My uncle came over from Poland during the 2nd half unpleasantness and was ground crew for spits - he stayed afterwards and married my aunt - a nicer man you not meet and would do anything for anyone, until someone mentioned the Germans and his face changed to one of raging anger and would go on a rant in Polish for about 10 minutes - and the one that did it most was my other uncle who served in the DLI in N Africa
 
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I've recently read 'Bomber Offensive'. Written by Bomber Harris in 1947, it is a proper eye opener of how and why tactics and planning happened as they did. As primary source evidence, you will see bias - but what I found really interesting, and is not widely understood (I think) is the level to which not Bomber Cmd, not the RAF - but the government and Churchill in particular, influenced policy, in terms of both targetting and amount of resource dedicated to the bomber campaign.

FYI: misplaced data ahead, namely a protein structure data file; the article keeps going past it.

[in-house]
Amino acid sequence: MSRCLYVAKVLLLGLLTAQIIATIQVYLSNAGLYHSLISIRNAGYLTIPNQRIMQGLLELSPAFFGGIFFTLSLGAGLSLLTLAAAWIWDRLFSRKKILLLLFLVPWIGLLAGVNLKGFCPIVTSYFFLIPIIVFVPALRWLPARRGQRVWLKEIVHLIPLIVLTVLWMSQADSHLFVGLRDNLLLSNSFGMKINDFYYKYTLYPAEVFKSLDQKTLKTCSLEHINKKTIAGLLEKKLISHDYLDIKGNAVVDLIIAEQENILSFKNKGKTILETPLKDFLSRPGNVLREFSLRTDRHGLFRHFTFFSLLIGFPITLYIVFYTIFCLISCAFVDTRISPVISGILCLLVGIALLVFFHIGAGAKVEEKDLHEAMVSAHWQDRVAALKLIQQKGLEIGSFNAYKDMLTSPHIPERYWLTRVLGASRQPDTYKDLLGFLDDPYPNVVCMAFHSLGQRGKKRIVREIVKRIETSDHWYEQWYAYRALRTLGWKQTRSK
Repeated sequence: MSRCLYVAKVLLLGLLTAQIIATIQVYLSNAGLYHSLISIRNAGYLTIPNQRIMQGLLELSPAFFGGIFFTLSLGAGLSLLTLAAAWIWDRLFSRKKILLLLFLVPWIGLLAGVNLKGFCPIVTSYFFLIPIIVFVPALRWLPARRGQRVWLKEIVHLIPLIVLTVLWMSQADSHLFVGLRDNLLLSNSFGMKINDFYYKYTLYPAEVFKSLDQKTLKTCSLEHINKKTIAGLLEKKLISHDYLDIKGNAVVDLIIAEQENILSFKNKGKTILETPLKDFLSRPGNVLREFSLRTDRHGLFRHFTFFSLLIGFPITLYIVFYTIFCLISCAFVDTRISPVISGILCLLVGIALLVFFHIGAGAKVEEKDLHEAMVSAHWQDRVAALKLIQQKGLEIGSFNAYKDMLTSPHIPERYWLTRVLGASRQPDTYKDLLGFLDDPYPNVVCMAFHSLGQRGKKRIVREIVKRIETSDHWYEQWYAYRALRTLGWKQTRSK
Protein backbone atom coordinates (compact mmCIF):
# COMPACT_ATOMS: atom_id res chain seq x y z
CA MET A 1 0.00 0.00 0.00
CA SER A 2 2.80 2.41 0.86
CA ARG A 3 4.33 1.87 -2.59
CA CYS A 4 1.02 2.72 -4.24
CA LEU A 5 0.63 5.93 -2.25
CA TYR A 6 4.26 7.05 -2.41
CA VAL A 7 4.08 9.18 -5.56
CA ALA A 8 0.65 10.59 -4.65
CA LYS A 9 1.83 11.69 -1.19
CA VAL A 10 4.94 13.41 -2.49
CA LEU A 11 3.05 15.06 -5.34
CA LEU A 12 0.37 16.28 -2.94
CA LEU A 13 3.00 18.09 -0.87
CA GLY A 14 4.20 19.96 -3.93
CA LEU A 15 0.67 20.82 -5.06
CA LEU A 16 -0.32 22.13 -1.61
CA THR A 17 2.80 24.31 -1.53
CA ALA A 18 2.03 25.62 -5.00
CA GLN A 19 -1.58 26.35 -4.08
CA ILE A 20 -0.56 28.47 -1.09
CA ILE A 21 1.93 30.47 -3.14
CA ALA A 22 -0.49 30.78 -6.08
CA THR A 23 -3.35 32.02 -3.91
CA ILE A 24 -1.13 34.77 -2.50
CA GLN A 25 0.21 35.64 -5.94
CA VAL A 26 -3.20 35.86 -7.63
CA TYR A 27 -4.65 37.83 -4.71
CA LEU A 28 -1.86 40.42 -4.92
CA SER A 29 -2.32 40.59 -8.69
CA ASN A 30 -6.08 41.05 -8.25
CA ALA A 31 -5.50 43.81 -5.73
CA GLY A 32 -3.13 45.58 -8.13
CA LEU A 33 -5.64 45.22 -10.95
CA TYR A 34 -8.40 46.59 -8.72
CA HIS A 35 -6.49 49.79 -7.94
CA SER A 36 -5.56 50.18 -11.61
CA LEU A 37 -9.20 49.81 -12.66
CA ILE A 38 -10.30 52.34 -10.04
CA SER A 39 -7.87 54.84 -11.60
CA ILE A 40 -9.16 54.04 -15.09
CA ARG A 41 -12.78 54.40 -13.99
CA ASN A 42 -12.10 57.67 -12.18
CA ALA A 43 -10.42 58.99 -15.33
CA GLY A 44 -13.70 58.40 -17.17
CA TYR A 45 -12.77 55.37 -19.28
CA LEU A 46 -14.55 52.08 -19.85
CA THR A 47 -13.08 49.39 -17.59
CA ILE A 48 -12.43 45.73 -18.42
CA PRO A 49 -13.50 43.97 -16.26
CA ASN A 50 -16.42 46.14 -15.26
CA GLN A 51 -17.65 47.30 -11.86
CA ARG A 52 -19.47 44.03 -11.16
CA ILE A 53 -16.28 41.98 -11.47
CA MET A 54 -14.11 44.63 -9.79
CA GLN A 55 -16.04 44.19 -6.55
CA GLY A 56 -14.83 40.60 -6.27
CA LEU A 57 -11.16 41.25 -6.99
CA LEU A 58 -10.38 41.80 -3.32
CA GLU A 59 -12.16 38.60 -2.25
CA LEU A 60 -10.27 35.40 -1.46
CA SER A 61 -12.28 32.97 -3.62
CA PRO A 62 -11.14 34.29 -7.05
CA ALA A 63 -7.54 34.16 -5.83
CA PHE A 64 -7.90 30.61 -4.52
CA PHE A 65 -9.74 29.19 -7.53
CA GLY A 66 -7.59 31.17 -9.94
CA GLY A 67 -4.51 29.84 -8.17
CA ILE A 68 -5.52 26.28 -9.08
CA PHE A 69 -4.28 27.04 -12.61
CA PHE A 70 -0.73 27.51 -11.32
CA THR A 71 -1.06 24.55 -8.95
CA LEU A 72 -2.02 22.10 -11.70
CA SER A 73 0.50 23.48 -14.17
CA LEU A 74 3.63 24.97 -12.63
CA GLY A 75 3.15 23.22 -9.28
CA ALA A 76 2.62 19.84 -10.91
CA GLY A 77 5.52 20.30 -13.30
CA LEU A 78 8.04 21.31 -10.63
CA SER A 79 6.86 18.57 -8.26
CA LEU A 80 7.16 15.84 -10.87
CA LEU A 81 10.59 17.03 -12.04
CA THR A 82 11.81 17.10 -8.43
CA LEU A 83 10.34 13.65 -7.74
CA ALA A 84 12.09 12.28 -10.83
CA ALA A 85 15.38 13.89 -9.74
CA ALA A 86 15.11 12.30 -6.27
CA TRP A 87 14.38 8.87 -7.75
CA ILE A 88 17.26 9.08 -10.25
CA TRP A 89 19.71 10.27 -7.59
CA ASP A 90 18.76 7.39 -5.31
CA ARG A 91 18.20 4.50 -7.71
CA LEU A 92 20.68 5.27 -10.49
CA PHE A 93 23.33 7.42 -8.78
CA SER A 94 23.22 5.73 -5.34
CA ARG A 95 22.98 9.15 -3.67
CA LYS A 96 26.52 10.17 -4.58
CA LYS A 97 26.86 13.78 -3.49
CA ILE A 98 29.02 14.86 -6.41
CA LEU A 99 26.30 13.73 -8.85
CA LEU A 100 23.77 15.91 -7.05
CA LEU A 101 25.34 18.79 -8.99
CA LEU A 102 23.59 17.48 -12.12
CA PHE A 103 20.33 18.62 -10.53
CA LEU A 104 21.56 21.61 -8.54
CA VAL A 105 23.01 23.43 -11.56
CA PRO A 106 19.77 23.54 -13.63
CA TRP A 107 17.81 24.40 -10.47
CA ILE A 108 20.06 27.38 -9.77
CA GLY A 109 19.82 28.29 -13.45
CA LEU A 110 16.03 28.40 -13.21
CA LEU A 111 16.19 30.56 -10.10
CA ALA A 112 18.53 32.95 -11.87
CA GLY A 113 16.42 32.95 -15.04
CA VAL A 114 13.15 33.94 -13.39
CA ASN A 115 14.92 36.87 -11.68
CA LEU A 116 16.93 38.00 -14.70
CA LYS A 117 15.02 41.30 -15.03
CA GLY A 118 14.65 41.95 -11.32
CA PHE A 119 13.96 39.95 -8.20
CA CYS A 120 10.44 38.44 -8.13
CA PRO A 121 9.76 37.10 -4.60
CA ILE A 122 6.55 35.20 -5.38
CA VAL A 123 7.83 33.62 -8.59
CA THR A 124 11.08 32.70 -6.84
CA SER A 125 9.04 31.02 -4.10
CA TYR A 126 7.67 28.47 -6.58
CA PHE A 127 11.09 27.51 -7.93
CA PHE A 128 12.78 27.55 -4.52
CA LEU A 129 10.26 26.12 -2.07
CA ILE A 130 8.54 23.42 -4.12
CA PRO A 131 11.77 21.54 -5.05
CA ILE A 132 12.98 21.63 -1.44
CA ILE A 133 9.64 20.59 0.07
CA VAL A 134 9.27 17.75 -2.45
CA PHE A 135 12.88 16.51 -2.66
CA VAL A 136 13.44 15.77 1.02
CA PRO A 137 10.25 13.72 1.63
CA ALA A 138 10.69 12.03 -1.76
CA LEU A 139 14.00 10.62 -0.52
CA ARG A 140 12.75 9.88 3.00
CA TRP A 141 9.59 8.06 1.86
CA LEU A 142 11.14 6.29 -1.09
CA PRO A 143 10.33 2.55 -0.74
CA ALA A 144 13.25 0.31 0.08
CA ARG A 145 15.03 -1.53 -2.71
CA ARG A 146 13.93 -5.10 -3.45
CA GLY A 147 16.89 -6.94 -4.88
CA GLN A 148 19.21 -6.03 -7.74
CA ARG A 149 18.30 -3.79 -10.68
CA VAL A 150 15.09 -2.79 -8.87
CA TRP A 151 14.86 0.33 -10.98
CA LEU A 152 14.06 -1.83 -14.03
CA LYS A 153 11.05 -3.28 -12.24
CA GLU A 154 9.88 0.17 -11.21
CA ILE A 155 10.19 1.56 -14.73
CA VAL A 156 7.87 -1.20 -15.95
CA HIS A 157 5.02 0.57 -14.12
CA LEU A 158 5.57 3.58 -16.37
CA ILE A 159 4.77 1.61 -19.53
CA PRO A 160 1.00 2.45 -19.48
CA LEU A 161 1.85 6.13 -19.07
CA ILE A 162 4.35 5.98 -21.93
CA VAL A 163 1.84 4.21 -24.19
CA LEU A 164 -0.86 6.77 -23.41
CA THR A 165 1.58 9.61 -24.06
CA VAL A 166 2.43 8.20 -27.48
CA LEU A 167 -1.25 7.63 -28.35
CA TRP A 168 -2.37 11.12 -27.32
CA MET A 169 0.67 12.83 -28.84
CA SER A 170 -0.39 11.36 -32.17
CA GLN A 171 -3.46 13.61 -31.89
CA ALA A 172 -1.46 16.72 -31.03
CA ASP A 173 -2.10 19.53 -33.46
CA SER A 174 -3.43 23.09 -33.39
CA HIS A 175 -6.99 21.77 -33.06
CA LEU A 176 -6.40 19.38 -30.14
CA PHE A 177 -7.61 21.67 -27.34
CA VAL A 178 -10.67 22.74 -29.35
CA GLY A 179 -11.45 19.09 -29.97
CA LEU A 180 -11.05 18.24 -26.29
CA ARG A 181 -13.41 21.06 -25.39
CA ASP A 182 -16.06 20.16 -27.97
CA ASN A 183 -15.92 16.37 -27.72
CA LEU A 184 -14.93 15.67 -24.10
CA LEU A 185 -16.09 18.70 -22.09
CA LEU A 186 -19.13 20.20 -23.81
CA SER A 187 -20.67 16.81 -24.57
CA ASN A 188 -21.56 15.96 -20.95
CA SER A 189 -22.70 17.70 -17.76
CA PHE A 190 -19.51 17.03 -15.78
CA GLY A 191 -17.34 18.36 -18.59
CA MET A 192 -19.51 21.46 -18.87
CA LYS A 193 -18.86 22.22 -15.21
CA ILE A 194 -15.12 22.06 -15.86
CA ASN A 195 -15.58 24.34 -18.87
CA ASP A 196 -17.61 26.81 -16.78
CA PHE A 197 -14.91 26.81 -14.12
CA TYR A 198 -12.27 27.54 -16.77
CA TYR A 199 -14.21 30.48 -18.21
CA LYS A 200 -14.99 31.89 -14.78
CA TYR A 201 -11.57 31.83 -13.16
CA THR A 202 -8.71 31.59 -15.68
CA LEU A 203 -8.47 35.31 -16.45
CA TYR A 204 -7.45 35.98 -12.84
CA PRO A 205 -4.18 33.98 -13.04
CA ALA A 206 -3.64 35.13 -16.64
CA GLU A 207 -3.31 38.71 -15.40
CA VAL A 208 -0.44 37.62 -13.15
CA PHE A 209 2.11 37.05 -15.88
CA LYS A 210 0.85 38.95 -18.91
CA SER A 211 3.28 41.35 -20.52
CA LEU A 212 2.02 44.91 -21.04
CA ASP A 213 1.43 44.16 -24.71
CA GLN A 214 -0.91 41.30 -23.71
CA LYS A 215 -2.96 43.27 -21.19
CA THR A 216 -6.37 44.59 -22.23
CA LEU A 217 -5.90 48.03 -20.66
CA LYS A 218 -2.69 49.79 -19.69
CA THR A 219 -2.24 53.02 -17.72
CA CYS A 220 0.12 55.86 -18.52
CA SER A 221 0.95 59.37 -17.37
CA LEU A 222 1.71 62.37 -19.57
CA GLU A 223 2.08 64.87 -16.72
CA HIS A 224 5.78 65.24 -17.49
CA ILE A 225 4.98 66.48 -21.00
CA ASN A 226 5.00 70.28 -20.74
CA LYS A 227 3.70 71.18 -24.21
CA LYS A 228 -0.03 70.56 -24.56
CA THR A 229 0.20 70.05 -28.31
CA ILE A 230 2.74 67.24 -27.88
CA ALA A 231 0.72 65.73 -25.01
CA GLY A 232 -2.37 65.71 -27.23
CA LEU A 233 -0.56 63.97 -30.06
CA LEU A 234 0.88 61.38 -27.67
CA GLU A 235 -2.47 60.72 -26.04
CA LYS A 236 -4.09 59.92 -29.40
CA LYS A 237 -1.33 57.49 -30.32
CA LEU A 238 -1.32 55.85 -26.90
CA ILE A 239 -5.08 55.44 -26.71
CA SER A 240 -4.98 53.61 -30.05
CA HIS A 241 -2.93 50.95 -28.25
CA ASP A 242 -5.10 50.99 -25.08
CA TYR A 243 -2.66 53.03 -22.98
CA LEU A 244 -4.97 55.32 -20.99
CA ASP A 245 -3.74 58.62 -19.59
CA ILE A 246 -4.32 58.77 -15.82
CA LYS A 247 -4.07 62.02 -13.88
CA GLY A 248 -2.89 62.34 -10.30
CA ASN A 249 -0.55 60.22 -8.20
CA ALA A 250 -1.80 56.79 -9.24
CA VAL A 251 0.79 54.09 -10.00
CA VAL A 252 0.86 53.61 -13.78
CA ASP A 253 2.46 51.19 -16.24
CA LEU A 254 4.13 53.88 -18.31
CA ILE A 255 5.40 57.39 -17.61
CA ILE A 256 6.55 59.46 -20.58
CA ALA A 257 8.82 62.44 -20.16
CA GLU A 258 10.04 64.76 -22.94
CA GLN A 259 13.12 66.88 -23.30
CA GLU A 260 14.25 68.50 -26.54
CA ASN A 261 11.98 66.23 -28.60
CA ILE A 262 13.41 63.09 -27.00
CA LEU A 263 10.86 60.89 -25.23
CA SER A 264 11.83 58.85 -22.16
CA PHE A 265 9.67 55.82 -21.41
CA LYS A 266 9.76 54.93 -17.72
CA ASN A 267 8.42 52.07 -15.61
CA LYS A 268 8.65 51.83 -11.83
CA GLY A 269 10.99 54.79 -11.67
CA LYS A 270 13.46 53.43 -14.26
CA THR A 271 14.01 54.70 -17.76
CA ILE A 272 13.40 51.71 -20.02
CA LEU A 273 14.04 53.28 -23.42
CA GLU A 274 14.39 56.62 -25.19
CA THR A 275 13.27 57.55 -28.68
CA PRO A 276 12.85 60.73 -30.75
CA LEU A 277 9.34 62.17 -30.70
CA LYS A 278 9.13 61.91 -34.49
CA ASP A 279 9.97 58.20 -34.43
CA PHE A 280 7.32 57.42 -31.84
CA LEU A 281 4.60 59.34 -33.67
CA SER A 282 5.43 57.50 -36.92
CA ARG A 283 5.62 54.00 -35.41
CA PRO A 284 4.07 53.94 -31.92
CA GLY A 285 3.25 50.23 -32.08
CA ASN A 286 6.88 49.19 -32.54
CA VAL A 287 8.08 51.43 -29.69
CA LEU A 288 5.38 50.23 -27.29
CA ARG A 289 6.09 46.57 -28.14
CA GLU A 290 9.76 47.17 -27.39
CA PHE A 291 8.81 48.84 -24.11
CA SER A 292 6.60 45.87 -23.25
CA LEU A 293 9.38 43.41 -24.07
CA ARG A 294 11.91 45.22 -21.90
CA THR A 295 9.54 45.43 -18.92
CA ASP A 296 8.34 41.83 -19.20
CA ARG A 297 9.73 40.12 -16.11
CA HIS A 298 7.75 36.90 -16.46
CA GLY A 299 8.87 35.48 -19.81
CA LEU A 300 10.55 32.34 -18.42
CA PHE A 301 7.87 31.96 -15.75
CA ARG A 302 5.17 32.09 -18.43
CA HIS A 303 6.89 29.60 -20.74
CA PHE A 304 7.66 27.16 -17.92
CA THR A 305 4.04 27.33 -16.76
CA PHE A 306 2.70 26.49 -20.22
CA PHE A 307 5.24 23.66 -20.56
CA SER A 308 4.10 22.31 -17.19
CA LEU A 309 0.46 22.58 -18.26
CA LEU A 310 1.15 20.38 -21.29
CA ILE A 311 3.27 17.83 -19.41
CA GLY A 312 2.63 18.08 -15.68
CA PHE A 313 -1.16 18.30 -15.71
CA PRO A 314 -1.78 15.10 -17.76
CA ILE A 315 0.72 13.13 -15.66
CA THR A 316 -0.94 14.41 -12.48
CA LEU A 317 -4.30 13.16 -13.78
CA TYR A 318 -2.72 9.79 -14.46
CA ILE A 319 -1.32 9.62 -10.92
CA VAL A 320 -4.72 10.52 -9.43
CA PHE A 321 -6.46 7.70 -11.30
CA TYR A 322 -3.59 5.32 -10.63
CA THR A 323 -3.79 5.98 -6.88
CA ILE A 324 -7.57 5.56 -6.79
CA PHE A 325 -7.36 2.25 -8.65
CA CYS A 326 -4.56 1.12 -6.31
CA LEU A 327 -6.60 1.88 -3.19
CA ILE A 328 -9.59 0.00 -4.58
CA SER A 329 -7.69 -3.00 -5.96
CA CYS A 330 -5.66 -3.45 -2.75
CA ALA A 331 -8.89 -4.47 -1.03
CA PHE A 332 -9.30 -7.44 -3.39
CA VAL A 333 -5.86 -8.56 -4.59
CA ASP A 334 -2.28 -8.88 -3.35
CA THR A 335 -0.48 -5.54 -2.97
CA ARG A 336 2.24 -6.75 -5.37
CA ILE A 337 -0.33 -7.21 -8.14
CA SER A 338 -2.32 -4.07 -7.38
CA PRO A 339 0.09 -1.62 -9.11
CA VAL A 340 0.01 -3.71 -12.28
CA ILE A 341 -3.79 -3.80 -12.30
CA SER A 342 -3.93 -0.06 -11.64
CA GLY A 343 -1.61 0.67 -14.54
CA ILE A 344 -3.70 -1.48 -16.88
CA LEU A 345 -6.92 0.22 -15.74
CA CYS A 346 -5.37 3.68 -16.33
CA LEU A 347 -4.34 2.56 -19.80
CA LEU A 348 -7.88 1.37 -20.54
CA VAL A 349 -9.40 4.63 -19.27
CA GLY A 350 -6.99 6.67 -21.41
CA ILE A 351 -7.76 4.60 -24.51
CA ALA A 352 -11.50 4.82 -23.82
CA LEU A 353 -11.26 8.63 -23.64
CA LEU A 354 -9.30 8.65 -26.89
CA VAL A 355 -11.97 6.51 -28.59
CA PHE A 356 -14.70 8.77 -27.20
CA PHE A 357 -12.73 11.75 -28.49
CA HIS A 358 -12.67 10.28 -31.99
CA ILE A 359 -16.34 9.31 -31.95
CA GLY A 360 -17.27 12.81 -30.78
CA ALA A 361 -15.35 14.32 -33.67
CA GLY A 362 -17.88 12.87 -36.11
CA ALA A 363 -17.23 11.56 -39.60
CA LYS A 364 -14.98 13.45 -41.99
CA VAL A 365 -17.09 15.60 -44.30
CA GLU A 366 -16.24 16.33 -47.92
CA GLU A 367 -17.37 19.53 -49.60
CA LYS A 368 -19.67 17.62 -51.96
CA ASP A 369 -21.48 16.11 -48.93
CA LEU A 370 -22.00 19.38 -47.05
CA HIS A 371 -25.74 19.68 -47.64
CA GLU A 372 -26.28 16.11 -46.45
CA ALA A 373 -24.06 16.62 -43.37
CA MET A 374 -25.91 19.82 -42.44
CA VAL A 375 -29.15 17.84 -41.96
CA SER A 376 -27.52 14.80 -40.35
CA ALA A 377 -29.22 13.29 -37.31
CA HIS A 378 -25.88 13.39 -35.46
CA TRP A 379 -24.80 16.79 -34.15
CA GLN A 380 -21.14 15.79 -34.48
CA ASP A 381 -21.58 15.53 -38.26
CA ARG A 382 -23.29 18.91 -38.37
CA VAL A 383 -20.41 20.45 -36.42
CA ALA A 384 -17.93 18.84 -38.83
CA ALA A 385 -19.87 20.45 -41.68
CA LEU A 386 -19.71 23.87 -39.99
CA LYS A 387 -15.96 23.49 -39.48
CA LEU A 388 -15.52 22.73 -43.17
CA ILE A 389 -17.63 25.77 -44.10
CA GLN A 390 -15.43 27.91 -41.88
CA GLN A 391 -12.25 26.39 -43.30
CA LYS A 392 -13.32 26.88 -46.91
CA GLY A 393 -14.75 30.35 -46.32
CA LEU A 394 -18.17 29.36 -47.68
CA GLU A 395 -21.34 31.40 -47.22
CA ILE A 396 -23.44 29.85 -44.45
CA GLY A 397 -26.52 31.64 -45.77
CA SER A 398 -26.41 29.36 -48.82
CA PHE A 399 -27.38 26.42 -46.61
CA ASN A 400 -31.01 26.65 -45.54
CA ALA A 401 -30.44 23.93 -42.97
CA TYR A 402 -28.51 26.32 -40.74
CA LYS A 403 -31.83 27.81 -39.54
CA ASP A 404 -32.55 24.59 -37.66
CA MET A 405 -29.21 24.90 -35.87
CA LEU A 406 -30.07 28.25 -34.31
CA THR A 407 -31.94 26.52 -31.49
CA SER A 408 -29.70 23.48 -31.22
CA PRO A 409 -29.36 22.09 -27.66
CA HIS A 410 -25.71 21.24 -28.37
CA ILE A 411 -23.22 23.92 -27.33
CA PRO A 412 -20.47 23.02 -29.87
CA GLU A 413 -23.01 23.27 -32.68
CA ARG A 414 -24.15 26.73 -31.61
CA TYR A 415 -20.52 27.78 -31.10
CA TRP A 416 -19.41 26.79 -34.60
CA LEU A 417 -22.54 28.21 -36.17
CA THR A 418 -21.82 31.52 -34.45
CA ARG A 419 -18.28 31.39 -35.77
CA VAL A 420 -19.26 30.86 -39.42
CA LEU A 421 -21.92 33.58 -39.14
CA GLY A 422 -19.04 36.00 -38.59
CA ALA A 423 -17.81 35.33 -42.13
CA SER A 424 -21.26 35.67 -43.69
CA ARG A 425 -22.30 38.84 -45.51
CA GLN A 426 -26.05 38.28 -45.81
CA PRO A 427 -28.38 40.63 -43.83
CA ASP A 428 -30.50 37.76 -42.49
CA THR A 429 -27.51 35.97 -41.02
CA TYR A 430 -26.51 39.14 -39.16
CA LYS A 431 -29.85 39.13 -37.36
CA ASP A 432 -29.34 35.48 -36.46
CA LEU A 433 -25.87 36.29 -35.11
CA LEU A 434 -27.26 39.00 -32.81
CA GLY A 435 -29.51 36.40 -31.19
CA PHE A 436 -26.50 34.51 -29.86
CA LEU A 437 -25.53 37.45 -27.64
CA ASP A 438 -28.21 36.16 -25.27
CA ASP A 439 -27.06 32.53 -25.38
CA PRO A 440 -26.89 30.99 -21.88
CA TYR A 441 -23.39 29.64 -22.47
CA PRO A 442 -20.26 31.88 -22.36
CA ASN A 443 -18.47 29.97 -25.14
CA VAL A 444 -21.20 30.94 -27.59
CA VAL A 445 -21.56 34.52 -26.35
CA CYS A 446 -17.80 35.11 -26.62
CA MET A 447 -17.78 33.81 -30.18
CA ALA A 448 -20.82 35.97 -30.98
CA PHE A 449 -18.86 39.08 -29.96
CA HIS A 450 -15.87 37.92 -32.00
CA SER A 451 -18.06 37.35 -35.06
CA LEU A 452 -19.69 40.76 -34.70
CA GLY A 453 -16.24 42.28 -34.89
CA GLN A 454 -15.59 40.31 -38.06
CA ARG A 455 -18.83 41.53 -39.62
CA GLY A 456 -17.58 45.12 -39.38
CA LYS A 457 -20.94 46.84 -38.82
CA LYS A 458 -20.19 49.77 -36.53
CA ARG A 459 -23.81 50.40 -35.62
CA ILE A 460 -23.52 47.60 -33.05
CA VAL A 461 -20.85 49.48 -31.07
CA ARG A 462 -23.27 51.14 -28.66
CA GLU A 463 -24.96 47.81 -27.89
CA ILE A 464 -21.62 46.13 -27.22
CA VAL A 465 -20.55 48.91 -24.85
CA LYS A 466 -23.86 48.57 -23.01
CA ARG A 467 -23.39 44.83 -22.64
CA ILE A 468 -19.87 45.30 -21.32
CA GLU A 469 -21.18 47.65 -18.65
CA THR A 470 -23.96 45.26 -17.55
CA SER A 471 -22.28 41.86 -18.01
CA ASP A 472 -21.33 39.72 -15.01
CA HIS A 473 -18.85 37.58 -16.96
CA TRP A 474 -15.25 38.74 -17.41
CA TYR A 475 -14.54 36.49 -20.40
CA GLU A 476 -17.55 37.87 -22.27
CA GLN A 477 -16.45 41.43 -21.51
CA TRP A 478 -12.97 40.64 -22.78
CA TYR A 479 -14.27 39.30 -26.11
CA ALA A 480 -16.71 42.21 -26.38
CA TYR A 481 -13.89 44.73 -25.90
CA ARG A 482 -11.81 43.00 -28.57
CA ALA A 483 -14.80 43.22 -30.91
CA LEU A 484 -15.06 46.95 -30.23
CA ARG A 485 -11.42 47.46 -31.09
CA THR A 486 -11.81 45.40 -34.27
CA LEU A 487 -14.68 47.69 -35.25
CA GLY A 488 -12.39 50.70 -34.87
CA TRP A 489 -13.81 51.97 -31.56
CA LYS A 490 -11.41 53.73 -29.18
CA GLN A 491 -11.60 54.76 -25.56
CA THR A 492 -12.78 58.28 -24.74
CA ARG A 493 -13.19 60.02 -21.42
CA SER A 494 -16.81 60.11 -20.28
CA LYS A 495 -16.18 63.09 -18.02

Churchill actively encouraged Harris in his area bombing campaign throughout, then distances himself from it at the end, as I’m sure we all already know. A bit of a low thing to do. The fact that Bomber Cmd went officially unrecognised for all those years is a travesty.
 
Here's a great quote from the book mentioned above , The Most Dangerous Enemy : " It was all beer , women and Spitfires, a bunch of little John Waynes running about the place. When you were nineteen , you couldn't give a monkey's " - Paddy Barthropp, 602 Squadron. Perhaps slightly tongue-in-cheek but nevertheless indicative. The lads joked about mates being killed or wounded , and there was no shame in throwing up before you got into the cockpit, which Ginger Lacey apparently did almost every time.